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    Vaginal tumors

    Vaginal cancer; Cancer - vagina; Tumor - vaginal

    A vaginal tumor is an abnormal growth of tissue in the vagina, a female reproductive organ.

    Causes

    Most cancerous vaginal tumors occur when another cancer, such as cervical or endometrial cancer, spreads. This is called secondary vaginal cancer.

    Primary vaginal cancer is very rare. Most primary vaginal cancers start in skin cells called squamous cells. This is called squamous cell cancer. The other types are adenocarcinoma (6%), melanoma (3%), and sarcoma (3%).

    The cause of squamous cell carcinoma of the vagina is unknown. However, a history of cervical cancer is common in women with squamous cell carcinoma of the vagina.

    Most womenwith squamous cell cancer of the vagina are over 50.

    Adenocarcinomas of the vagina more commonly affect younger women. The average age at which adenocarcinoma of the vagina is diagnosed is 19. Women whose mothers took diethylstilbestrol (DES) to prevent miscarriages during the first 3 months of pregnancy are more likely to develop vaginal adenocarcinoma.

    Sarcoma botryoides of the vagina is a rare type of cancer that mainly occurs in infancy and early childhood.

    Symptoms

    • Bleeding after sexual intercourse
    • Painless vaginal bleeding and discharge
    • Pain in the pelvis or vagina

    Some women have no symptoms.

    Exams and Tests

    In patients with no symptoms, the cancer may be found during a routine pelvic examination and Pap smear.

    Other tests to diagnose vaginal tumors include:

    • Biopsy
    • Colposcopy

    Other tests that may be done include:

    • Chest x-ray
    • CT scan of the abdomen and pelvis

    Treatment

    Treatment of vaginal cancer depends on the type of cancer, and how far the disease has spread.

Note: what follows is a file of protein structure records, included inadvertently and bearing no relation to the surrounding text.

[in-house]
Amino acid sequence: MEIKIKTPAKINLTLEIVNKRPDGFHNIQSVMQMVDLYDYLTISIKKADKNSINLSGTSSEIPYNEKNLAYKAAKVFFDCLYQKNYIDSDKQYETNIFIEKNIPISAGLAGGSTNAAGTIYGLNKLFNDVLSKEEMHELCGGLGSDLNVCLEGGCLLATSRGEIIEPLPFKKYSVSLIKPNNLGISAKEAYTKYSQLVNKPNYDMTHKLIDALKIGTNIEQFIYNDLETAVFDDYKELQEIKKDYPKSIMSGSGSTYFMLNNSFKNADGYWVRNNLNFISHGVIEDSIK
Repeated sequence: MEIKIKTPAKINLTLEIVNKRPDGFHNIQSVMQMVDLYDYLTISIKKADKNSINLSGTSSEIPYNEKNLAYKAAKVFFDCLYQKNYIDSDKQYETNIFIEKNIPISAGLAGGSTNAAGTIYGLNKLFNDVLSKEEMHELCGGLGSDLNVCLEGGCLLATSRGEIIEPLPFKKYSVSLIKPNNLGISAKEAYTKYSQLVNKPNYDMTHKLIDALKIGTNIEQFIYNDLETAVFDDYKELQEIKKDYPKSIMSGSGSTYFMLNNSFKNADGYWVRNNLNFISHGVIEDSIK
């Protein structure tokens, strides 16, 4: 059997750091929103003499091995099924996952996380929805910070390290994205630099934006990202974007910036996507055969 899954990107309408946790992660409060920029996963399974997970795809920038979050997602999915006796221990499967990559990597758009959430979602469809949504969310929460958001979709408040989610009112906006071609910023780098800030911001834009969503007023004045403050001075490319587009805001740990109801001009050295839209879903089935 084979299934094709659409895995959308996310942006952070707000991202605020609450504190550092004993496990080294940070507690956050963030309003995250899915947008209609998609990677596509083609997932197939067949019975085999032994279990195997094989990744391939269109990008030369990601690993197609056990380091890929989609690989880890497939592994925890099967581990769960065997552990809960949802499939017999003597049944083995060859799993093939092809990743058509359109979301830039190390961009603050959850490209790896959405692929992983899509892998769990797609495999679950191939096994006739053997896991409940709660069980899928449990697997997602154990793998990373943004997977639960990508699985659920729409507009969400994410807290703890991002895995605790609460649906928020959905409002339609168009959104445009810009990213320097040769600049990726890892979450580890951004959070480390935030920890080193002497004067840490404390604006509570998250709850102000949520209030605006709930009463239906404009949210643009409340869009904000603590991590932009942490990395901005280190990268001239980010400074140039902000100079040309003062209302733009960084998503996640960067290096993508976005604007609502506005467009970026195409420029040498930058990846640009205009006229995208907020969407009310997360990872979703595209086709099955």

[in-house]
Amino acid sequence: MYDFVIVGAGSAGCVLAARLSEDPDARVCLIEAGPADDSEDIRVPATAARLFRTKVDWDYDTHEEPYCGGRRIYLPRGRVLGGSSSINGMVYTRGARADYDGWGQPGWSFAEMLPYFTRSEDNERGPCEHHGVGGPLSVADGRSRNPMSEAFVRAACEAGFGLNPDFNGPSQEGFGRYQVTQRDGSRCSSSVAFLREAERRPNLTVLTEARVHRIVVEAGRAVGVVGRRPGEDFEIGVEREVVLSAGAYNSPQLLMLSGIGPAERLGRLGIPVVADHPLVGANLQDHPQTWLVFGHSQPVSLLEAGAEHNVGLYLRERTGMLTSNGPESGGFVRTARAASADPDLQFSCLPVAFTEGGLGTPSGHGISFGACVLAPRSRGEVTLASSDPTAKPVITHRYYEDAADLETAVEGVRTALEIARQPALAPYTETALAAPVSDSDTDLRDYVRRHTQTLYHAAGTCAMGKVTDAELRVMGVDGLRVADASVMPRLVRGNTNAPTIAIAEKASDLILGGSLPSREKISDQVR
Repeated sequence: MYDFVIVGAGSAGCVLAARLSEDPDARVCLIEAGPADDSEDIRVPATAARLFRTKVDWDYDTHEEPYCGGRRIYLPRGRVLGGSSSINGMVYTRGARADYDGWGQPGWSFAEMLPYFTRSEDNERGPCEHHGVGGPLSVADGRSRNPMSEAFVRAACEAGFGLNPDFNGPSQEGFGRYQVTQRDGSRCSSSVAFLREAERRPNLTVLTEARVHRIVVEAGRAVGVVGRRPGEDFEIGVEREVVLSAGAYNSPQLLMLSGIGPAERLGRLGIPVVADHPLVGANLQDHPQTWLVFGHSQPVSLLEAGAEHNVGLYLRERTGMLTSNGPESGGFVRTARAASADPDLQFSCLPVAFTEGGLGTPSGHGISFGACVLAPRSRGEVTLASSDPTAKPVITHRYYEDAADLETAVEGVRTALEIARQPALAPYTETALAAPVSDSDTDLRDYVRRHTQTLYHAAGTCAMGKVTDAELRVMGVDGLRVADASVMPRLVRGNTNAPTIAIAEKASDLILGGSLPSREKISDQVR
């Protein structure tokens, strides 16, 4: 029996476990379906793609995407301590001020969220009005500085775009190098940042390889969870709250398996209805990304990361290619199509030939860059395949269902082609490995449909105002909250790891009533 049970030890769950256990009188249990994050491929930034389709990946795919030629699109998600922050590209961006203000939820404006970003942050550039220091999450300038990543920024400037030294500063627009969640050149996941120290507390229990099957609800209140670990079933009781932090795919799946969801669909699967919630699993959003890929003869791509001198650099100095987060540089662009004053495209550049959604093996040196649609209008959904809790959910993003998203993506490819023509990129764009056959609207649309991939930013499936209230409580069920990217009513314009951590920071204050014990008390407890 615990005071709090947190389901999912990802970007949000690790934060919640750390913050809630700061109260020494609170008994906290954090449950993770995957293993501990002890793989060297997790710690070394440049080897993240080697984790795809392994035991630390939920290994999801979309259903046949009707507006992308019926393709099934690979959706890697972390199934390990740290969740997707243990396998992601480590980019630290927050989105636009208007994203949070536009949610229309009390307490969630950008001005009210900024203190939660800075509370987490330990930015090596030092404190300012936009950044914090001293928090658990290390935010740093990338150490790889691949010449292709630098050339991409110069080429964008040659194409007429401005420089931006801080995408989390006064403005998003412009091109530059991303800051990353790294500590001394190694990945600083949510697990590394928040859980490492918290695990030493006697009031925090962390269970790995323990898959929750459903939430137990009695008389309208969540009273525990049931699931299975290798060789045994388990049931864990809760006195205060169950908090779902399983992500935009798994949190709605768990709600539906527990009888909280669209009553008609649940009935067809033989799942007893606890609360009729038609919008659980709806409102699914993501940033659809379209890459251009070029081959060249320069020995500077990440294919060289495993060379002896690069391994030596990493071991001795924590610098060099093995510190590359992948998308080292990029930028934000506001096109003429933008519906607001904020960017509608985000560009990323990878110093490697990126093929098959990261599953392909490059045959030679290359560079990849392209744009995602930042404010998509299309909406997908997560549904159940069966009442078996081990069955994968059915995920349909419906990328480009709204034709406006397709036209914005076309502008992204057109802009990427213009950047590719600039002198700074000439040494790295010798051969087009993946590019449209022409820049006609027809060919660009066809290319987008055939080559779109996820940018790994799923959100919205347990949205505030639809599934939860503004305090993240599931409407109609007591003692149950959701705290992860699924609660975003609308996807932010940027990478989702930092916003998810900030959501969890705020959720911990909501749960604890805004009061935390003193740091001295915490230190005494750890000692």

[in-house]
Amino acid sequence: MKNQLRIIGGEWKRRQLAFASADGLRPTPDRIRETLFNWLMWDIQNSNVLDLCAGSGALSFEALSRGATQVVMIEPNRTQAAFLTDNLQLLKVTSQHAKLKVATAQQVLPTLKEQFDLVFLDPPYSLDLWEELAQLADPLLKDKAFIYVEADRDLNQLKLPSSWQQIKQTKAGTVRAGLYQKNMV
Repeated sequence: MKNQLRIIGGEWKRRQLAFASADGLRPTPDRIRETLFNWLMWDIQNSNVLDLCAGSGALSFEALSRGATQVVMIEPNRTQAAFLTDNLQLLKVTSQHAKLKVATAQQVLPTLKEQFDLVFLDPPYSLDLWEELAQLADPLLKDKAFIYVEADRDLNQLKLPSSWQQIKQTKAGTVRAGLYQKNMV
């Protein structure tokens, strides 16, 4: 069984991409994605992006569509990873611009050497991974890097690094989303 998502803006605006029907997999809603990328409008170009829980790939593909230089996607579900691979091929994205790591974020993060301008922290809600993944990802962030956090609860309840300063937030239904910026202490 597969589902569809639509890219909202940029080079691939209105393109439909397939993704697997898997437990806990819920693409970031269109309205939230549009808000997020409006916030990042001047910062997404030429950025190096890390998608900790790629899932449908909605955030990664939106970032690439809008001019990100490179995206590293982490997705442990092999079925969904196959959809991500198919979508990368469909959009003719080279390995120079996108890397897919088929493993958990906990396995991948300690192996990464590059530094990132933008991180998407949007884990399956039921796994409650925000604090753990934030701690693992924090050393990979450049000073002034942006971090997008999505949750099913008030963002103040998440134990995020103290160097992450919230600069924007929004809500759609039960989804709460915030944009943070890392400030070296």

Surgery is sometimes used to remove the cancer, but most patients are treated with radiation. If the tumor is cervical cancer that has spread to the vagina, then radiation and chemotherapy are both given.

    Sarcoma botryoides may be treated with a combination of chemotherapy, surgery, and radiation.

    Support Groups

    You can ease the stress of illness by joining a support group whose members share common experiences and problems. See: Cancer resources

    Outlook (Prognosis)

    How well patients with vaginal cancer do depends on the stage of disease and the specific type of tumor.

    Possible Complications

    Vaginal cancer may spread to other areas of the body. Complications can occur from radiation, surgery, and chemotherapy.

    When to Contact a Medical Professional

    Call for an appointment with your health care provider if you notice bleeding after intercourse or have persistent vaginal bleeding or discharge.

    Prevention

    There are no definite ways to prevent this cancer. You can increase your chances of early detection by getting regular yearly pelvic examinations and Pap smears.

    References

    Dotters DJ, Katz VL. Malignant diseases of the vagina: intraepithelial neoplasia, carcinoma, sarcoma. In: Katz VL, Lentz GM, Lobo RA, Gershenson DM. Comprehensive Gynecology. 5th ed. Philadelphia, Pa: Mosby; 2007:chap 31.

    Jhingran A, Russell AH, Seiden MV, et al. Cancers of the cervix, vulva, and vagina. In: Abeloff MD, Armitage JO, Niederhuber JE, Kastan MB, McKenna WG, eds. Abeloff's Clinical Oncology. 4th ed. Philadelphia, Pa: Elsevier Churchill Livingstone; 2008:chap 91.

    Markman M. Gynecologic cancers. In: Goldman L, Ausiello D, eds. Cecil Medicine. 24th ed. Philadelphia, Pa: Saunders Elsevier; 2011:chap 205.

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      A Closer Look

        Self Care

          Tests for Vaginal tumors

            Review Date: 2/26/2012

            Reviewed By: Linda J. Vorvick, MD, Medical Director and Director of Didactic Curriculum, MEDEX Northwest Division of Physician Assistant Studies, Department of Family Medicine, UW Medicine, School of Medicine, University of Washington. Susan Storck, MD, FACOG, Chief, Eastside Department of Obstetrics and Gynecology, Group Health Cooperative of Puget Sound, Bellevue, Washington; Clinical Teaching Faculty, Department of Obstetrics and Gynecology, University of Washington School of Medicine. Also reviewed by David Zieve, MD, MHA, Medical Director, A.D.A.M., Inc.

            The information provided herein should not be used during any medical emergency or for the diagnosis or treatment of any medical condition. A licensed medical professional should be consulted for diagnosis and treatment of any and all medical conditions. Links to other sites are provided for information only -- they do not constitute endorsements of those other sites. © 1997- A.D.A.M., Inc. Any duplication or distribution of the information contained herein is strictly prohibited.
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